It’s been almost two decades since the Republicans held more of the city’s top political offices than they captured this year.
“This is wonderful,” city GOP Chairman T.J. Barnes told party faithful as the results poured in after the polls closed on Election Day.
“We’ve come a long way,” Barnes added.
The Republicans hold two of the six City Council seats and, for the first time in three decades, also grabbed the part-time treasurer’s post.
It doesn’t appear, though, that the GOP’s success at the polls will translate into greater partisanship at City Hall.
On Election Night, Democratic Mayor Art Ward stood in front of a roomful of party activists and hailed mayoral challenger Mary Alford and several other Republicans for running so clean a campaign and focusing on how to improve the city rather than scoring political points.
“We need to join hands,” Ward said. “We need to work together.”
The most successful council candidate, Republican newcomer David Mills, has frequently said that party lines don’t matter to him. He said he’s ready to work with anyone to get the city on track for a brighter future.
Since Mills easily outpolled Ward and every other Democrat in the three precincts where he was on the ballot, it’s clear to political insiders that he pulled in a lot of votes from registered Democrats. With his outsized victory, Mills instantly became the GOP’s best hope for winning back the mayor’s office as well.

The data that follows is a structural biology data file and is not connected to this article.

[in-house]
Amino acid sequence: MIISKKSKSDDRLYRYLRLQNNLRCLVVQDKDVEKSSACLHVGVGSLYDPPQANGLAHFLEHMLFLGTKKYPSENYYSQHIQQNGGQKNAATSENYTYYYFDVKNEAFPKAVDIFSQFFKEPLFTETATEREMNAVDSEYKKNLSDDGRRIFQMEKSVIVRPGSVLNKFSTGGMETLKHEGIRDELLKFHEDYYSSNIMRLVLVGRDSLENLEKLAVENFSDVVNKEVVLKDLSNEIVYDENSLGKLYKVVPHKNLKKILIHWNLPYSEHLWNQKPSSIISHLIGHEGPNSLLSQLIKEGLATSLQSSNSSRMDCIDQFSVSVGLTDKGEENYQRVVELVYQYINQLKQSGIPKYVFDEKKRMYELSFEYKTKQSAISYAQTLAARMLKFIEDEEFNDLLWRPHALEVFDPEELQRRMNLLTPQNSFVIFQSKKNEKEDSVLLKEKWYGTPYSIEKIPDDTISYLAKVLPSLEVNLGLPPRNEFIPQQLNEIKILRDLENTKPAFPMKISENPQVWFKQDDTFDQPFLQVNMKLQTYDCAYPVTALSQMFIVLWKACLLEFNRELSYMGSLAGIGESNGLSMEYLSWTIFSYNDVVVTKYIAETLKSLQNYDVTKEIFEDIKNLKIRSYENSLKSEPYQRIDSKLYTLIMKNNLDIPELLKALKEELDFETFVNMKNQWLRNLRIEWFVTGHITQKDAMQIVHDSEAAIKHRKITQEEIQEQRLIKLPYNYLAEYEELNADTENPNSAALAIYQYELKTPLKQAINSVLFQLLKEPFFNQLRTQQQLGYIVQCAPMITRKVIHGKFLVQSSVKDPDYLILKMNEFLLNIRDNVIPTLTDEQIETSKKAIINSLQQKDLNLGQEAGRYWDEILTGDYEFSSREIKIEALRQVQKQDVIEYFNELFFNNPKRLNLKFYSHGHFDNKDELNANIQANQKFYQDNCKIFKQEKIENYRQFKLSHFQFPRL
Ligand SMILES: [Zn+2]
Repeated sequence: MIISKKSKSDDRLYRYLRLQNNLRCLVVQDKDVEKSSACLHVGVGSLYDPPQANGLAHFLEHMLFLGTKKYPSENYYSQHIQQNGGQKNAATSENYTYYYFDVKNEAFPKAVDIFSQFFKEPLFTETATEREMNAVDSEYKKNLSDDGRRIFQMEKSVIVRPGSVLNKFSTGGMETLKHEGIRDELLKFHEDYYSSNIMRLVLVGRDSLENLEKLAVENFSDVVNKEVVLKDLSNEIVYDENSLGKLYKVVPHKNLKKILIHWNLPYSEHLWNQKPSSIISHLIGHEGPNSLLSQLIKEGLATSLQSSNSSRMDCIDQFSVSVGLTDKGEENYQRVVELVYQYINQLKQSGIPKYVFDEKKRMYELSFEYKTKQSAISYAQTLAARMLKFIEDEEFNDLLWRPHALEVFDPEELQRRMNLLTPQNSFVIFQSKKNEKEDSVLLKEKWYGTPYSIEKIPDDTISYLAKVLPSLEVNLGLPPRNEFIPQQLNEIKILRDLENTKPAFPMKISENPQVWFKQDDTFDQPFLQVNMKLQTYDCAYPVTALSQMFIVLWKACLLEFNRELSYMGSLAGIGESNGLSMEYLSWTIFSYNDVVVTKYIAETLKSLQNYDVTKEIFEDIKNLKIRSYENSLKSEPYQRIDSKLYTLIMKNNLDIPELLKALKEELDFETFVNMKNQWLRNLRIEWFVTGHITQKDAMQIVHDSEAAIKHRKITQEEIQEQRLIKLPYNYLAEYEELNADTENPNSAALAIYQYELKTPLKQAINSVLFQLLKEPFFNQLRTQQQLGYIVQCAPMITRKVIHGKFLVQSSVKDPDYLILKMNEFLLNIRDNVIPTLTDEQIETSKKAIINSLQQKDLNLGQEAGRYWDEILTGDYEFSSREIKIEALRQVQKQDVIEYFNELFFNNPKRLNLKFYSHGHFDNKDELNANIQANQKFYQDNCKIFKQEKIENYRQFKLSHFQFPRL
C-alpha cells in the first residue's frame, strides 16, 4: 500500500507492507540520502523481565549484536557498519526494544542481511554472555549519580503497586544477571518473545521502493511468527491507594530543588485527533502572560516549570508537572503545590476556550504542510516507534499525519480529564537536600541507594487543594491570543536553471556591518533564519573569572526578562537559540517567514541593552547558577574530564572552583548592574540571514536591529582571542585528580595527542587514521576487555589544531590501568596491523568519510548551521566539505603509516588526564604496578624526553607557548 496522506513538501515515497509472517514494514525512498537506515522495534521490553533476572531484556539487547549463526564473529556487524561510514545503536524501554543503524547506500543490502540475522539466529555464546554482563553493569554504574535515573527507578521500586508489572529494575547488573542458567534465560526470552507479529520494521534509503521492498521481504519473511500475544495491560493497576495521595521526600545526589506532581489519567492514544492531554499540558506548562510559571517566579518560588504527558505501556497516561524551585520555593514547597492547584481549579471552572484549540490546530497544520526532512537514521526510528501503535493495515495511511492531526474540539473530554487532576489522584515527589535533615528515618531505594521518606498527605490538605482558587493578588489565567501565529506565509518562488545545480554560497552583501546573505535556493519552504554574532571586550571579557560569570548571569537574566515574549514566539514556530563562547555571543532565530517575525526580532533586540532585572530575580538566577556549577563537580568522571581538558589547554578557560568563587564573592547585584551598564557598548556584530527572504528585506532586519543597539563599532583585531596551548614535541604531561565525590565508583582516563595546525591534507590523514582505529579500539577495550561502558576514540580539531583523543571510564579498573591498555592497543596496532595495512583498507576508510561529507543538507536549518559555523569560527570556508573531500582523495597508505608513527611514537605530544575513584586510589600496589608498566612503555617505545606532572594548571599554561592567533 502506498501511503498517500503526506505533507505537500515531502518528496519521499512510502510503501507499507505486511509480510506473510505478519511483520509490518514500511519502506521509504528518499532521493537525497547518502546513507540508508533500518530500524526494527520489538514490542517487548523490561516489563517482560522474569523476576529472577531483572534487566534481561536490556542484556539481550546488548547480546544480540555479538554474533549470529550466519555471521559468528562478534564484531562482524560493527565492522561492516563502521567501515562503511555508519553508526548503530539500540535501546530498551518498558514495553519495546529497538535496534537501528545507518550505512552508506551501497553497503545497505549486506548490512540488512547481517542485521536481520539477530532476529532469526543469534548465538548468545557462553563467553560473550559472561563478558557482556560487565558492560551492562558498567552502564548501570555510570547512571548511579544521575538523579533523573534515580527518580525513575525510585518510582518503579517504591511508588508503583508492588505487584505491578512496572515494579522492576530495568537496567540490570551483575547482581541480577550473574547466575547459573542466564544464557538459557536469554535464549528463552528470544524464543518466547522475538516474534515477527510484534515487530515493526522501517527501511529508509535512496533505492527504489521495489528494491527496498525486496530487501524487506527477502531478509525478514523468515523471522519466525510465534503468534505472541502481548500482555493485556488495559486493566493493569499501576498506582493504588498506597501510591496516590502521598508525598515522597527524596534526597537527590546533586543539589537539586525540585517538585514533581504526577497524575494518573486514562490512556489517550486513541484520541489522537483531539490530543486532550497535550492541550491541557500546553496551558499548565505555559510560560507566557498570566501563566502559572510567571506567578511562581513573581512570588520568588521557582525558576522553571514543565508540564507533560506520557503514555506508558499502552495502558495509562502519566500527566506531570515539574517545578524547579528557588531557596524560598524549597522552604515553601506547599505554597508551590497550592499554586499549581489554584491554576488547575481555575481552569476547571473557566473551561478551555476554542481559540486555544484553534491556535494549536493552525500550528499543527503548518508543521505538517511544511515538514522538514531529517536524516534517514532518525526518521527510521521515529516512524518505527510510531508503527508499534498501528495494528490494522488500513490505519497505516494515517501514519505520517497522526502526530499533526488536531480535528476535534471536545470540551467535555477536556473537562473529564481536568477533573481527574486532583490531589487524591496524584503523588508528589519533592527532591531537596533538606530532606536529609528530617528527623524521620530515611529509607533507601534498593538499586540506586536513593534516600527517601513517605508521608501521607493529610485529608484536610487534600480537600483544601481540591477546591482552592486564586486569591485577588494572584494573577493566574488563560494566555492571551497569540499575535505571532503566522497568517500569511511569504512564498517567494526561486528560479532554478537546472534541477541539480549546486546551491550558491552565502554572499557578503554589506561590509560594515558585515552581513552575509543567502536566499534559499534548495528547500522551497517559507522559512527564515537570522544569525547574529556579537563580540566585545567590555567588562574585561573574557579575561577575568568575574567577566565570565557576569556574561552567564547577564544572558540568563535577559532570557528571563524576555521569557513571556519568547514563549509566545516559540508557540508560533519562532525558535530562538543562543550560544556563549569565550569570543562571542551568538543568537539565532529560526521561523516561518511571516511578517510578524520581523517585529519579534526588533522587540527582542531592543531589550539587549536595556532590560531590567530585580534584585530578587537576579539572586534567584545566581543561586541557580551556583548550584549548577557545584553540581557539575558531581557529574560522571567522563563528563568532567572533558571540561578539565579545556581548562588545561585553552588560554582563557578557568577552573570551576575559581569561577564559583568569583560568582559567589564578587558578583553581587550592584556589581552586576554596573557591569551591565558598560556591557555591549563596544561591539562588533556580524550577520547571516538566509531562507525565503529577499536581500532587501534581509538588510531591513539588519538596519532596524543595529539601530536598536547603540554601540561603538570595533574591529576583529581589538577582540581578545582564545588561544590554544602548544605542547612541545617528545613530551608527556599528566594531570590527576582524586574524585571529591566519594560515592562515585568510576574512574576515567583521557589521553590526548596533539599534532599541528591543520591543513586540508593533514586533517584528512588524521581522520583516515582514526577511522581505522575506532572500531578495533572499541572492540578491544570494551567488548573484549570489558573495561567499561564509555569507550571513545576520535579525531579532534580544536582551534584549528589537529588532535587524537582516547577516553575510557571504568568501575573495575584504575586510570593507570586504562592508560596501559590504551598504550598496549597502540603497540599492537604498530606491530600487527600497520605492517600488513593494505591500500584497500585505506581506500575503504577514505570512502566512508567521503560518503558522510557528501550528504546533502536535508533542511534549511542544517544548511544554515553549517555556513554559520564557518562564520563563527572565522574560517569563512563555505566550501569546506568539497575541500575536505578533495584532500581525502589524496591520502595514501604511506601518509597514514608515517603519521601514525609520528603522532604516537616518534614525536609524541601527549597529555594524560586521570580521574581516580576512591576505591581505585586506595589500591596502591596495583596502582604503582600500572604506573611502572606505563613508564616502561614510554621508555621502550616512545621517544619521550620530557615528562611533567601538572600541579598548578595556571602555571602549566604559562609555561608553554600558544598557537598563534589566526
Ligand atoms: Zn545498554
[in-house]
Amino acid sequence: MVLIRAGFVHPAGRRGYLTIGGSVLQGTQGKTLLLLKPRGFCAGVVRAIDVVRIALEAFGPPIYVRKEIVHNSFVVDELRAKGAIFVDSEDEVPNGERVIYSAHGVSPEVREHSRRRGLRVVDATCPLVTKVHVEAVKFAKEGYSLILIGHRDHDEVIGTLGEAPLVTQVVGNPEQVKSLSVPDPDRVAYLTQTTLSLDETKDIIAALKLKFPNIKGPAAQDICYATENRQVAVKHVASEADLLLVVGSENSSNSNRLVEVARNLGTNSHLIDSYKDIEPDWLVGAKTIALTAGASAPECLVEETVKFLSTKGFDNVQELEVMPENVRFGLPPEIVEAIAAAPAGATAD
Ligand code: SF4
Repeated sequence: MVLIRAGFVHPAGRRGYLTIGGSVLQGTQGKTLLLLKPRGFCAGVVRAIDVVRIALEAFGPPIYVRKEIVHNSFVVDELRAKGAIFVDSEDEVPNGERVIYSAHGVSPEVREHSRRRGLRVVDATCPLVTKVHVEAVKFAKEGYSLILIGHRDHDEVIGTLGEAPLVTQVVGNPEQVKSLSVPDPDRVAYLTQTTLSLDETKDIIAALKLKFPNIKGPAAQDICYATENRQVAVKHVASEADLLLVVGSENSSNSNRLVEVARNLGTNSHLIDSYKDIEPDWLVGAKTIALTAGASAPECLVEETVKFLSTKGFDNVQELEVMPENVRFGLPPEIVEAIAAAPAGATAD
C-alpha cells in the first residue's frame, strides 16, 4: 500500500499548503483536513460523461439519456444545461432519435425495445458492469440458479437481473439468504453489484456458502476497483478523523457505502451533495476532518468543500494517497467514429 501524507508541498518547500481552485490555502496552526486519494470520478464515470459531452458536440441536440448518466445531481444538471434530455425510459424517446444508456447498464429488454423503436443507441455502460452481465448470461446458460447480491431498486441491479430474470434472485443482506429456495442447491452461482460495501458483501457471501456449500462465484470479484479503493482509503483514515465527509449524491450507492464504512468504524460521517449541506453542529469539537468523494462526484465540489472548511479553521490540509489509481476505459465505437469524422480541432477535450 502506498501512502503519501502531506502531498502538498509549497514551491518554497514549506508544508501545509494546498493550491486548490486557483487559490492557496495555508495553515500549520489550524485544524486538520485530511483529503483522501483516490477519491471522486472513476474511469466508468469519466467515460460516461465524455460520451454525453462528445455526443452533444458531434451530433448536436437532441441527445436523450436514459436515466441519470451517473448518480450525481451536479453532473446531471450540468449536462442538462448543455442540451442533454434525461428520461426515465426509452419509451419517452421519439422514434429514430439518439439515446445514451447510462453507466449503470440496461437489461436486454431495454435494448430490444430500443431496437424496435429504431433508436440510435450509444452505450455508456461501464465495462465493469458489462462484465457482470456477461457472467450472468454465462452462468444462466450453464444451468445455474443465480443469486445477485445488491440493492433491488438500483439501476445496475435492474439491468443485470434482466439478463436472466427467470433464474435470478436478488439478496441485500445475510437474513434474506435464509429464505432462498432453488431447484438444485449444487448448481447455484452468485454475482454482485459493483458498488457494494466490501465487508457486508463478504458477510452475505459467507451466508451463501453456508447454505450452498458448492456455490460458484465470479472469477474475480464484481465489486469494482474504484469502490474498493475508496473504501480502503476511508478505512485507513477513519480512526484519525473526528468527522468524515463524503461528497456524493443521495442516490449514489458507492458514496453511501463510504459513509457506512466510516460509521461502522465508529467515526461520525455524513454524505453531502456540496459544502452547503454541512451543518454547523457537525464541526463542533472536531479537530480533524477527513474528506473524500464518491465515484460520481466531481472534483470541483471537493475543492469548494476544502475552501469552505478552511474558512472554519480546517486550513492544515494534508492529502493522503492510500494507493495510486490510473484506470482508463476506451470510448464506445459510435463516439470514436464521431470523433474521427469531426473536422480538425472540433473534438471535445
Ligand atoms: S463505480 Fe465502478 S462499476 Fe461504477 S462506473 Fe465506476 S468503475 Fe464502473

The Republicans have held two council seats for the past two years, with Ken Cockayne and Mike Rimcoski provided the GOP’s firepower.
Rimcoski was the lone Republican for two years before that, taking the seat that Ron Burns held for a single term when he was the sole GOP councilor. But from 2005 until 2007, Republican William Stortz was the mayor so Rimcoski wasn’t left to face down the Democrats by himself.
From 1997, when Stretch Norton lost a reelection bid, until 2003, the Democrats held every office possible at City Hall. Norton had been the only Republican councilor from 1993 until 1997.
Not since the 1991 election, during Stortz’s first stint as mayor, has the GOP managed to grab a majority on the council, but the Republicans see hope that they might be able to do it again someday.
In addition to the prospect of Mills at the top of the ticket, the party sees at least two of its council losers, Derek Czenczelewski and Richard Scarola, as possible contenders for the job next time around.
“Derek represents the future of our party,” Barnes said of the 22-year-old who impressed even Democrats with his issues-based campaign.
The candidates elected last week will take office in a swearing-in ceremony at 7 p.m. Monday in the auditorium at Bristol Eastern High School. The public is invited. A reception will follow in the school’s cafeteria.
Contact Steve Collins at firstname.lastname@example.org